Short, straightforward poetry is TikTok’s latest literary trend, attracting plenty of fans and critics alike, though some poets say the popularity of poems as short as one sentence long has made it far too easy for others to plagiarize.
Poets are finding a huge following on TikTok: The #poetry hashtag has more than 48 billion views, and its most popular writers have garnered hundreds of thousands of followers.
Often written in straightforward language and sometimes as short as just two lines, TikTok’s most viral poems are quick to read and easily digestible, a successful formula for writers trying to keep up with the platform’s fast pace.
TikTok poetry has sparked both admiration as well as criticism from people who feel some of the most popular poems are too simplistic to be truly considered poetry.
The demand for poems that may just be one sentence long also makes it easier for writers to lift ideas from each other, poet J. Strelou tells Forbes, as writers could plausibly claim they had the same idea.
Some poets who share their work on social media allege their poems have been plagiarized and published in books and posted on TikTok by users with bigger platforms, leaving the original authors unsure of how to push back against those who may be profiting off of their work.
Aliza Grace, who has more than 500,000 followers on TikTok, self-publishes poetry collections through Amazon and posts videos of her poems to her TikTok page. But in a 69-tweet-long Twitter thread, first posted in March 2022 but updated as recently as February 2023, poet Sabina Laura has documented instances accusing Grace of plagiarism, posting side-by-side comparisons of previously published poems or internet quotes with Grace’s poems, which are often identical aside from minor word or grammar changes. Poet Kristina Mahr also alleged Grace copied one of her poems, making small changes like switching “dog” for “cat,” and tells Forbes she’s reported Grace’s poems to Amazon and TikTok, but she hasn’t pursued legal action because sending a cease and desist letter may be expensive and she’s unsure how to contact Grace (Mahr says Grace blocked her on TikTok and she has no email address on her social media platforms). Five poets named in Laura’s thread—Laura herself, Mahr, William Bortz, Strelou and Chloë Frayne—all confirmed to Forbes they believe Grace plagiarized their poems. Forbes has reached out to Grace for comment through Instagram direct message, and will update this piece with any comment.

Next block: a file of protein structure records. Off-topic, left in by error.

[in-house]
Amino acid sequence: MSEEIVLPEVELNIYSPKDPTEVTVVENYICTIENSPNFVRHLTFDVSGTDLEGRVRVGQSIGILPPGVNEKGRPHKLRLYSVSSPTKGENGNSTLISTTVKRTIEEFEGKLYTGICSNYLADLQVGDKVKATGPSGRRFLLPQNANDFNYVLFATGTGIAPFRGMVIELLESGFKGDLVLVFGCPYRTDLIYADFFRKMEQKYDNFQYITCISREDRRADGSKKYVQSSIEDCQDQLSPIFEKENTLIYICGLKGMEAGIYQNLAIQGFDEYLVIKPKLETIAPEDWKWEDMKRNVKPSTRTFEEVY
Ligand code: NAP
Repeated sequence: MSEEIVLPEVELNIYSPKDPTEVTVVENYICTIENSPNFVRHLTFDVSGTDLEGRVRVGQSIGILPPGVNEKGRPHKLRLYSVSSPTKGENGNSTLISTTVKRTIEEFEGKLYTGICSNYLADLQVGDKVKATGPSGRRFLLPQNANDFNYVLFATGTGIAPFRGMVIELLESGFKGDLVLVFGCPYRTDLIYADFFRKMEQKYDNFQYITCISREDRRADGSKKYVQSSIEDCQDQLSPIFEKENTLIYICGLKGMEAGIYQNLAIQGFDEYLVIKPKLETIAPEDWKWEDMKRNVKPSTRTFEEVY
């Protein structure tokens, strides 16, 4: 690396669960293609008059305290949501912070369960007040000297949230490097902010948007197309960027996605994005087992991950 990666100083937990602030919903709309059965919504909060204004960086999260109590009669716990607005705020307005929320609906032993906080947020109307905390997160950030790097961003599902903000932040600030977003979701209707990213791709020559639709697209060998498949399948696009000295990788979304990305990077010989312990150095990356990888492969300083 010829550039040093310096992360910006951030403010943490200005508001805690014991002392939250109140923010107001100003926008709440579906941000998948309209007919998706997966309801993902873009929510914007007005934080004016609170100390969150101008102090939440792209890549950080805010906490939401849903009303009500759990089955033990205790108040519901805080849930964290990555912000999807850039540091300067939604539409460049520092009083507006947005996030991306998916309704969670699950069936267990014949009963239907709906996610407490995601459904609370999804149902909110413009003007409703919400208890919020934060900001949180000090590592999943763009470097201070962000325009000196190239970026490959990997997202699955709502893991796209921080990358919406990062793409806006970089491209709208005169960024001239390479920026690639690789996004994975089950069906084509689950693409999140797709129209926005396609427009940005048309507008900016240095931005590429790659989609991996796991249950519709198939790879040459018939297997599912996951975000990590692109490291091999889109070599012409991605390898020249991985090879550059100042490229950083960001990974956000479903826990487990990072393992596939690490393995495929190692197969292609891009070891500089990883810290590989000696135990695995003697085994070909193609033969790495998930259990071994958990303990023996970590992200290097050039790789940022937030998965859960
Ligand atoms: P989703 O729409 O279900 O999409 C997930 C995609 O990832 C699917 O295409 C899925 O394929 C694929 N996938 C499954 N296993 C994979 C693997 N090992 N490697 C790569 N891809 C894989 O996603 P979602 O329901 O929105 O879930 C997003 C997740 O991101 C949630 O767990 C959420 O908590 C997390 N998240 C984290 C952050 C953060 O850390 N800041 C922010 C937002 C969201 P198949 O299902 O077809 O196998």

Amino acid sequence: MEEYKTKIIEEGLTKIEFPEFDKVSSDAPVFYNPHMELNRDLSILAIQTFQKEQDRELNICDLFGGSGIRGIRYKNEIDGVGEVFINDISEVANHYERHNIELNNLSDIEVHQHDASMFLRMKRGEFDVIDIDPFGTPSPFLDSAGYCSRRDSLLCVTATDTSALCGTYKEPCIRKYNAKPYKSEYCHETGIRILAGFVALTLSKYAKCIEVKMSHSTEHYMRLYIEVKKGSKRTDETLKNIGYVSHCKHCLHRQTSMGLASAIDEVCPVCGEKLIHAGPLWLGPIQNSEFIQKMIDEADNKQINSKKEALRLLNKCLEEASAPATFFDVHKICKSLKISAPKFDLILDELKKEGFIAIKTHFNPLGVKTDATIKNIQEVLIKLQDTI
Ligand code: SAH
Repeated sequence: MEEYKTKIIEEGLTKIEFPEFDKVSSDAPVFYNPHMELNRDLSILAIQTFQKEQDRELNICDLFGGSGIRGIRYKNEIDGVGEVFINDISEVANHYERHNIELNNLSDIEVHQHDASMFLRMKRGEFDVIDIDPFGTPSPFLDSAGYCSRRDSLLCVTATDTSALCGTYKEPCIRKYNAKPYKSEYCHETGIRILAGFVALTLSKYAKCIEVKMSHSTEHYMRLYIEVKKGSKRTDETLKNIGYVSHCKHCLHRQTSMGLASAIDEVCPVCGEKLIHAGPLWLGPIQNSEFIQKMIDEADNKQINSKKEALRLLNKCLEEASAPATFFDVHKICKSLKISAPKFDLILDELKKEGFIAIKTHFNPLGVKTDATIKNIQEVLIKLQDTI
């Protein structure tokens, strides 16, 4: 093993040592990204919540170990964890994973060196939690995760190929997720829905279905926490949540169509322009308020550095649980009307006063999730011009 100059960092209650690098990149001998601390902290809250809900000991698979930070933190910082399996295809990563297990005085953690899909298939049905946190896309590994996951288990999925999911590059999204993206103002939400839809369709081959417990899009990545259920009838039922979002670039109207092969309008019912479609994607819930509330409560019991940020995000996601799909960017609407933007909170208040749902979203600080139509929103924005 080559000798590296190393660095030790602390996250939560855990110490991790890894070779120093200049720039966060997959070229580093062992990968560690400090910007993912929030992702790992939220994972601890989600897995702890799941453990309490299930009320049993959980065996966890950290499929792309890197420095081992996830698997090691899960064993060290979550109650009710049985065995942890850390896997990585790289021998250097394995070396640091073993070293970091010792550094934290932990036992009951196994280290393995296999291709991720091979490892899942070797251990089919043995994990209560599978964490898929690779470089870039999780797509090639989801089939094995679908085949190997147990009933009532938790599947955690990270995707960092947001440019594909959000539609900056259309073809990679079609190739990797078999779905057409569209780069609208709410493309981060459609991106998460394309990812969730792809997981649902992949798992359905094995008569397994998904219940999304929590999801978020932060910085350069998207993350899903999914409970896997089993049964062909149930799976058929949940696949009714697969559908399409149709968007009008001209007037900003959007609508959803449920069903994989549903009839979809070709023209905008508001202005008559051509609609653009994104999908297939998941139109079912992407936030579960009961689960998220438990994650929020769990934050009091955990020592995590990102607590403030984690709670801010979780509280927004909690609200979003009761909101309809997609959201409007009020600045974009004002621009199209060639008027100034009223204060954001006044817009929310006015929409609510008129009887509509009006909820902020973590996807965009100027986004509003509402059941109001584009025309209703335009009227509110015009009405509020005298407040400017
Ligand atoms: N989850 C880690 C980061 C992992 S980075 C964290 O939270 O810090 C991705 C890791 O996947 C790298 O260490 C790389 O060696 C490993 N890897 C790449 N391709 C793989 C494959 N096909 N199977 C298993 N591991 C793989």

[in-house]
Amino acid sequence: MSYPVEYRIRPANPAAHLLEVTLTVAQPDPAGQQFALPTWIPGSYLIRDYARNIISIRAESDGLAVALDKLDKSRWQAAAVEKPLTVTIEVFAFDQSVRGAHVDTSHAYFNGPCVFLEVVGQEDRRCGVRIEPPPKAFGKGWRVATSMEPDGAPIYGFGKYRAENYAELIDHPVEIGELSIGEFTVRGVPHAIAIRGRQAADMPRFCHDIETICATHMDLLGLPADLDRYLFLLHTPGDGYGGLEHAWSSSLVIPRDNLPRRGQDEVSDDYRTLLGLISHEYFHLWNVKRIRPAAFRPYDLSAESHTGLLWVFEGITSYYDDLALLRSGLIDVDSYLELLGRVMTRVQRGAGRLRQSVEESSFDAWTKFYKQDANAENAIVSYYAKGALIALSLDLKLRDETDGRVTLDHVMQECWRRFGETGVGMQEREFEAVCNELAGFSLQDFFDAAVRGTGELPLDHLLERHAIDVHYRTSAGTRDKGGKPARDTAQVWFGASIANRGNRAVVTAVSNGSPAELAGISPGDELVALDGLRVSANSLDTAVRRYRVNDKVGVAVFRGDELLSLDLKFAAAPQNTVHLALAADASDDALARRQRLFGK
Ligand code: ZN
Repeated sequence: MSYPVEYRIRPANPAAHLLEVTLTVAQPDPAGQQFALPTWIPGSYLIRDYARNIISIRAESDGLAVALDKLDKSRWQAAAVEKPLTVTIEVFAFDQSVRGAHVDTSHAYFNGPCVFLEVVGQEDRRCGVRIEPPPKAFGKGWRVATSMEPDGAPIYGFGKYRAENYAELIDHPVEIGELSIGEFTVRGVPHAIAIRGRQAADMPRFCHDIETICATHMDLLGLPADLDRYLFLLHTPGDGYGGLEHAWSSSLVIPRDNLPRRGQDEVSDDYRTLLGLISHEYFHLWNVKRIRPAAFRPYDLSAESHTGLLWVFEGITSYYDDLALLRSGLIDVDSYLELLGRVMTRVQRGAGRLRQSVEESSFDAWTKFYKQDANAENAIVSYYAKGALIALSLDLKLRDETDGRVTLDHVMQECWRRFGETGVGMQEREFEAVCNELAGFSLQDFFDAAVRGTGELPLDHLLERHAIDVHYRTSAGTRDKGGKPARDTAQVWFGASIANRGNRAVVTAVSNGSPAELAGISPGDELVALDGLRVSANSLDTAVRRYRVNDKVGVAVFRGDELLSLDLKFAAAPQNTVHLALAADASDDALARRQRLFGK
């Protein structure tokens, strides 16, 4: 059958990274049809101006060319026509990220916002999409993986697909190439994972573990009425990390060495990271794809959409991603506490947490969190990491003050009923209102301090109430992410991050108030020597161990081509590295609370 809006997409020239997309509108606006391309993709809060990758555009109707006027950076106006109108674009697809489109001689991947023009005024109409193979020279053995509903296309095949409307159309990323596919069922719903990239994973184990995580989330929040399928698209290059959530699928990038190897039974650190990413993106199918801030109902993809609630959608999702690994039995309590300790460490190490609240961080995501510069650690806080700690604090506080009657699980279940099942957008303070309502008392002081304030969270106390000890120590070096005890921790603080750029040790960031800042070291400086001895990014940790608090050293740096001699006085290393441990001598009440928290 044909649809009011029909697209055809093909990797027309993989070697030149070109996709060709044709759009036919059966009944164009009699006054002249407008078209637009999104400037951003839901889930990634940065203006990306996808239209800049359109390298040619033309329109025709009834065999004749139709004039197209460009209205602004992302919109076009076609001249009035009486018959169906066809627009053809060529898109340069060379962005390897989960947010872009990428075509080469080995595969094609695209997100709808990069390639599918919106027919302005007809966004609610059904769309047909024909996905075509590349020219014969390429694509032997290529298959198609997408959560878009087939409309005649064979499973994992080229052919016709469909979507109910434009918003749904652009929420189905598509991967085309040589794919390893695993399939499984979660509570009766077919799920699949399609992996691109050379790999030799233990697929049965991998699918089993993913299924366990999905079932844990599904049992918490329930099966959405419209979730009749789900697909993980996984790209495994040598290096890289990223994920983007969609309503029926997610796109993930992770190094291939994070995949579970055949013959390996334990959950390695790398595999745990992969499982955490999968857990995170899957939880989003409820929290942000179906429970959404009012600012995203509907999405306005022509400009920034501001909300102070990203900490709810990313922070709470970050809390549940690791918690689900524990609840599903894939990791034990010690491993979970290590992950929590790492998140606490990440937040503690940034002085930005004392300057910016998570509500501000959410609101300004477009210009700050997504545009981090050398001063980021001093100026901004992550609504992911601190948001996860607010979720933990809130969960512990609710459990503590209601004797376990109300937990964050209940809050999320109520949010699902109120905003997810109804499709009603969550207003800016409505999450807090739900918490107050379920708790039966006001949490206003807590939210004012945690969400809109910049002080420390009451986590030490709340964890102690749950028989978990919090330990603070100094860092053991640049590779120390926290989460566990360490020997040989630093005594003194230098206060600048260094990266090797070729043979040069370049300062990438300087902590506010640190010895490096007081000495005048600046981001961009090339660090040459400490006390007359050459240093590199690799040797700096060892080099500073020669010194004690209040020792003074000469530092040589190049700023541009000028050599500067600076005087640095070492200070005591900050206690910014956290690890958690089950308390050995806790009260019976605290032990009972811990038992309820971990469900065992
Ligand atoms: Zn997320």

The simplicity of TikTok poetry has drawn criticism from some social media users. One Twitter user posted screenshots of two poems from TikTok, writing: “We have to shut down poetry until we figure out what’s going on.” The tweet—which garnered more than 130,000 likes—contained screenshots of poems by Leslie B, a writer who maintains a popular TikTok platform. “when we first met / i had no idea / that i would become / so attached,” one of her poems reads. Some users responded to that tweet with their own short, satirical poems to criticize TikTok’s poetry style. “poetry is not / a normal sentence / broken into / smaller fragments,” one user wrote. In a popular tweet, one user wrote: “Rupi Kaur and her consequences have been a disaster for poetry,” referring to Kaur’s popularization of simplistic poetry, known as “Instapoetry” for its popularity on Instagram.
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